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Why Your Marketing Content is So Terrible and How to Fix It, Fast

Have you ever read a product description and still knew nothing about the product?

I recently audited 30 marketing pieces for a Fortune 100 company. The company’s copywriters and marketers had attended classes on writing relevant content; my job was to examine ten “before class” and twenty “after class” pieces.

They asked me to do this work because I spend a lot of time interviewing customers for my clients, I had deep knowledge of their product line, and they knew I could play the role of a “secret shopper,” even though the shopper was typically an IT manager or C-Level executive. And, they knew I train marketers and copywriters as part of my work.

On a scale of 1 to 5, graded on five criteria, the “before” pieces averaged 1.36, and the “after” pieces averaged 2.63. Out of the 30 pieces, there were only three that earned a “5.” At the other end of the spectrum, seventeen of the pieces earned a one-point-something.

Pretty pathetic, when you consider that the training effort was a multi-million-dollar, worldwide affair. And it wasn’t because I was a tough grader. Even the 5’s could have stood some improvements, from the customer’s perspective.

No wonder customers tend to ignore marketing copy these days, relying instead on information they can get from other customers.

Why were the pieces so bad?

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For one simple reason: the writers never have conversations with real customers. In the largest companies, like this one, they aren’t even “allowed” to talk to customers. The product managers give the copywriters a list of features, and the copywriters then string those features together with clichéd superlatives. An example:

These powerful configuration and change management capabilities can help the organization improve operational efficiencies for multivendor devices, prevent outages, reduce mean time to repair, maximize security, provide greater standardization and ensure adherence to organization policies and best practices.”

What’s being sold? You can’t tell. The whole piece was like this.

How are all these sweeping promises kept? You can’t tell. Nowhere in this piece does the writer help the customer visualize “what’s going to happen to me after I buy?” which is the question that all copywriters must answer. Most never do.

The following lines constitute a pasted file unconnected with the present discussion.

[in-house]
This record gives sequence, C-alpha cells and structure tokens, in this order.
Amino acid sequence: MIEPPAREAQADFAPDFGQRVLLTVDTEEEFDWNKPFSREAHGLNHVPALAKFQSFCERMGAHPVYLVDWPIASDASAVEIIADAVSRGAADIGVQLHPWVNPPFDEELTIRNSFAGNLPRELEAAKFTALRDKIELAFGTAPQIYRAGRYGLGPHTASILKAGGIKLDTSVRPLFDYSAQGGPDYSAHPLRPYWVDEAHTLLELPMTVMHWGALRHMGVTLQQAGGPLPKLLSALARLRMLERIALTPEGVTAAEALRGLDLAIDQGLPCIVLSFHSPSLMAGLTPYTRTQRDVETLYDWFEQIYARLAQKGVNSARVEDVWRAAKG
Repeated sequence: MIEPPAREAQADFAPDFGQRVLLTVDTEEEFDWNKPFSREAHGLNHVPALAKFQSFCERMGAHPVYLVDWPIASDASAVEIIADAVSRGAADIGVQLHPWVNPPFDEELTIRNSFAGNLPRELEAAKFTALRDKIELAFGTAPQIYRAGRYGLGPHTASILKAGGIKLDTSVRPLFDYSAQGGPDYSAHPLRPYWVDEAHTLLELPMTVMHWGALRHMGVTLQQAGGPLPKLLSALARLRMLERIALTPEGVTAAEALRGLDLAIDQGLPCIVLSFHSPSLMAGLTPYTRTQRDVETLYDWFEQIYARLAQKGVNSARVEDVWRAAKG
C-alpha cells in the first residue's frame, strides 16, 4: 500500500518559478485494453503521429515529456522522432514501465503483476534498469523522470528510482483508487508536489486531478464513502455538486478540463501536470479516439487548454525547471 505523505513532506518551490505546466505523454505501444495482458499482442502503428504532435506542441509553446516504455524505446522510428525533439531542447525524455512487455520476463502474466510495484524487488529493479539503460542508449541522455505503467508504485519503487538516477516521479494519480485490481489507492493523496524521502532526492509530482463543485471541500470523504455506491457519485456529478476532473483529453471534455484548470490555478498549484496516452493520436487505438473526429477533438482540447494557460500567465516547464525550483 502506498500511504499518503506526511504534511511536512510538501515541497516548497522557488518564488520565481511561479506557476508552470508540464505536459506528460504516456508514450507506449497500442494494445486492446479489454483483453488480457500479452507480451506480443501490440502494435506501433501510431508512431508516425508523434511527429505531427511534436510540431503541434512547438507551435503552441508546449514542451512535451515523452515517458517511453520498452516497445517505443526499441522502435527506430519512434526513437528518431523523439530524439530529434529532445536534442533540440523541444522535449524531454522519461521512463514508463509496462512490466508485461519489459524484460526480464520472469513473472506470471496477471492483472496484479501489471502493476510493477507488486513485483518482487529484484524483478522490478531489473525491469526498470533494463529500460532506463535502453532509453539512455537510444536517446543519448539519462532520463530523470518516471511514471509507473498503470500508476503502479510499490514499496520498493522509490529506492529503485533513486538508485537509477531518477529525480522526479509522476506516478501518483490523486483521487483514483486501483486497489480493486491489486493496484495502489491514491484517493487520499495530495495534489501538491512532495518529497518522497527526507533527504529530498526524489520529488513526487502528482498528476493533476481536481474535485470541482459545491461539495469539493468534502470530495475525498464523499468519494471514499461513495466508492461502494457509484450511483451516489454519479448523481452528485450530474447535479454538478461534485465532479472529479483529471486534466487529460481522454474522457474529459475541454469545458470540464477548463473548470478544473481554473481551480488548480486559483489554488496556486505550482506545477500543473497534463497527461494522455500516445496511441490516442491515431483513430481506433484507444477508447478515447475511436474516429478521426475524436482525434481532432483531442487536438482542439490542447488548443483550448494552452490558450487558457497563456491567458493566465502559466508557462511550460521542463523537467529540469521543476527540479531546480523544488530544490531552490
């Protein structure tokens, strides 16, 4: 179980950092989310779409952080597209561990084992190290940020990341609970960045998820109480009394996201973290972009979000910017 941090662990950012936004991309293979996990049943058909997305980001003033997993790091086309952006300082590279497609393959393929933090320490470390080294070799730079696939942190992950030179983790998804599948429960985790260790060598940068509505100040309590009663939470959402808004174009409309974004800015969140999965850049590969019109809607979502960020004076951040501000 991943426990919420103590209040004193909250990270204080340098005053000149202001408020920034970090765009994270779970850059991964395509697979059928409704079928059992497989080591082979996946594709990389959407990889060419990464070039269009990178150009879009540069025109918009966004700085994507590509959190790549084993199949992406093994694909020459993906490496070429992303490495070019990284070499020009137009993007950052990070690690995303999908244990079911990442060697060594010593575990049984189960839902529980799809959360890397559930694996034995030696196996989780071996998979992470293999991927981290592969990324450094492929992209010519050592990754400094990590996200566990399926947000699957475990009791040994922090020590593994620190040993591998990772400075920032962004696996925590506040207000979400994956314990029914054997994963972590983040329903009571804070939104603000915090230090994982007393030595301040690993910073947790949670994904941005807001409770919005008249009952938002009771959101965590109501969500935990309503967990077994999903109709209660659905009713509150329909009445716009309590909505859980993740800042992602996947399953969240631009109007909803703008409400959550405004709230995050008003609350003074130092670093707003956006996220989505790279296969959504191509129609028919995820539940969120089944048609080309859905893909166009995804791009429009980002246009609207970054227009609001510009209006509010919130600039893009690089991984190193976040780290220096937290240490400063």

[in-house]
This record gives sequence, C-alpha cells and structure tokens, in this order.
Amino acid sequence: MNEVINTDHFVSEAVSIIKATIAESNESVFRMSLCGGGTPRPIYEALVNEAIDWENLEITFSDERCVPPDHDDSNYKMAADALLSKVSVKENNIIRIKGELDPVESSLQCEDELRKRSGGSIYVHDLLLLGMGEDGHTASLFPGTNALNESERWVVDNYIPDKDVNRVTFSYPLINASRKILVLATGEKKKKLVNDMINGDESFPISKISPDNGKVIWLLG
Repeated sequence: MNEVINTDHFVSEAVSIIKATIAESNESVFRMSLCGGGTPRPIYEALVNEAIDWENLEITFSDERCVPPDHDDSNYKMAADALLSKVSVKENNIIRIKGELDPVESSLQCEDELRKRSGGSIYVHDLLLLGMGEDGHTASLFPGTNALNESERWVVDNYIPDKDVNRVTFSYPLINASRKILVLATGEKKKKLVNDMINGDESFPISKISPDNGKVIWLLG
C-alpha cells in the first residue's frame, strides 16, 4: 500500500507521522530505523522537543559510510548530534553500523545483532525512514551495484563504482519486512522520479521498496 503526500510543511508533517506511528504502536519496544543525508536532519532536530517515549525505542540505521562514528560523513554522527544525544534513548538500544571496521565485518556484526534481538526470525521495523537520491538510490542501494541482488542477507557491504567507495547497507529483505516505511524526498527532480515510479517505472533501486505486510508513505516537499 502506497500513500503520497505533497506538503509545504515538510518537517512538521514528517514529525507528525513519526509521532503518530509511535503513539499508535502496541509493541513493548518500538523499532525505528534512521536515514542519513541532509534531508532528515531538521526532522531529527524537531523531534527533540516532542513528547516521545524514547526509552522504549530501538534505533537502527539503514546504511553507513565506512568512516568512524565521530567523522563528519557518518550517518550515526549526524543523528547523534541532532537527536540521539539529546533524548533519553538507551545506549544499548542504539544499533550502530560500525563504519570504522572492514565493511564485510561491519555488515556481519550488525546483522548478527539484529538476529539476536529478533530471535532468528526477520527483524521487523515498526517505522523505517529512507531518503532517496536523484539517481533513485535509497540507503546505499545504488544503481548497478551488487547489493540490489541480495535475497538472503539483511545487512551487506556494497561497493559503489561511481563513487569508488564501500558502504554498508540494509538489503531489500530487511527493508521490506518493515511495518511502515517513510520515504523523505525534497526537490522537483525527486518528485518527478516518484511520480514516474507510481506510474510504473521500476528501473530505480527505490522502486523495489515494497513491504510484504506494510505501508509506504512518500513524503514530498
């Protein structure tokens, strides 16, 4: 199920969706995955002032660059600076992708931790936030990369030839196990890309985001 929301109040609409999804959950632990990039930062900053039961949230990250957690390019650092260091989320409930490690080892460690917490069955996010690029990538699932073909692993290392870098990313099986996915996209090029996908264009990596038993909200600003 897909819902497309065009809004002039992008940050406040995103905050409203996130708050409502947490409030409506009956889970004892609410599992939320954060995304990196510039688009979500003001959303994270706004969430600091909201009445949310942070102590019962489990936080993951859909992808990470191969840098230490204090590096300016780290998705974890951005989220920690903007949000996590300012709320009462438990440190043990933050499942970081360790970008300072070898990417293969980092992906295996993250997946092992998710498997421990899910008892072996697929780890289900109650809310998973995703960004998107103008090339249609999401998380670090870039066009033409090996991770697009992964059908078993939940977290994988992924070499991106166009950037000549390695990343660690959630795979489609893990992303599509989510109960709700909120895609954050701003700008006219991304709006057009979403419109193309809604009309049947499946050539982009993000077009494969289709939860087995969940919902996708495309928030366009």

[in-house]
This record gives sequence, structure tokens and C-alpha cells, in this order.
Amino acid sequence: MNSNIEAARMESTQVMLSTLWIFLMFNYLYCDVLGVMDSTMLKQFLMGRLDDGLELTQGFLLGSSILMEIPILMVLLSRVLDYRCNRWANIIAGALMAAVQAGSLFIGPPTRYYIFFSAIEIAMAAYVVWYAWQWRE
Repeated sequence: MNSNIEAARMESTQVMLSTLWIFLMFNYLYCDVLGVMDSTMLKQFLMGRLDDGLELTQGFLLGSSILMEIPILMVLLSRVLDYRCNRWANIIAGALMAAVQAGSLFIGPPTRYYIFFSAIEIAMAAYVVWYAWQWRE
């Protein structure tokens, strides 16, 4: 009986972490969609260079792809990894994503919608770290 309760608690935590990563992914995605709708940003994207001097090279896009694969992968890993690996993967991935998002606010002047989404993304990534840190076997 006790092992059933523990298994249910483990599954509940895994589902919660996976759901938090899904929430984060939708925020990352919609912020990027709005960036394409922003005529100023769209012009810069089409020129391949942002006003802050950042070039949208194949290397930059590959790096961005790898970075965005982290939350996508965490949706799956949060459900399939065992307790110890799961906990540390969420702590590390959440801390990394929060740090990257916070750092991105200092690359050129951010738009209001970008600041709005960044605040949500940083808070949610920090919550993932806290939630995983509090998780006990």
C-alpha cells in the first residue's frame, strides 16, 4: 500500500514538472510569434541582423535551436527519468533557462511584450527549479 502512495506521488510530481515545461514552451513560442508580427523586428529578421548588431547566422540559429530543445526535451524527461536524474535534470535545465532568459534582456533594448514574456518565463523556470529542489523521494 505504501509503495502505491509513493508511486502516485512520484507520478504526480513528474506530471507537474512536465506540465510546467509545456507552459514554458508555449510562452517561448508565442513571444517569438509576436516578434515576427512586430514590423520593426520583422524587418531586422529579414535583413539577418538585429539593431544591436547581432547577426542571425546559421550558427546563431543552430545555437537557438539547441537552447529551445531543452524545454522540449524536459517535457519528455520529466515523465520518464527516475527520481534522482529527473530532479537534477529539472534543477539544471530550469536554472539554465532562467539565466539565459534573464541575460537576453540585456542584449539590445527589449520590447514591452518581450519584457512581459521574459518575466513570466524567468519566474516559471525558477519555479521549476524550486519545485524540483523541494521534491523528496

How many other vendors make these same promises? All of them. This copy does nothing to distinguish this vendor from the competition.

This kind of copy should be outlawed. It’s not doing our economy any good; it’s not helping buyers make decisions; it’s not helping companies sell more; it’s giving marketing yet another black eye in the minds of C-level executives, most of whom have decided that marketing will never be as professional a contributor as product development, finance or even HR. Sadly, this kind of copy is not the exception, it is the norm.

Most copywriters and marketers don’t know who they’re writing to, or what those customers care about. The outcome is inevitable. A potential customer starts reading the first few sentences and thinks, “Nothing here for me. They don’t know me, they don’t know what I care about, and they certainly aren’t going to answer the questions I have at this stage in my buying process. I’ll look elsewhere.”

How can you escape from this common trap?

The solution to this problem is simple. Your marketers and copywriters need to get on the phone with customers, NOW. Forget online or email surveys; no one will tell you what they’re really thinking in a “written” document, and if you’re just asking multiple-choice questions, you’ll be asking for them to confirm what you already believe, not what they are really thinking. Forget focus groups; they are awkward group environments where people will not reveal the beliefs that drive their behavior, one person will dominate, and the most interesting people won’t even show up.

Phone interviews with current customers, scheduled ahead of time, where the interviewer asks open-ended questions, are the best possible way to extract the most relevant information. Record them (with the customer’s permission). Tell the customer you’ll anonymize their comments and break the conversation up into a report, so that your top managers get the truth without the source. Given that promise (a promise that you will keep), the customer will open up.

 

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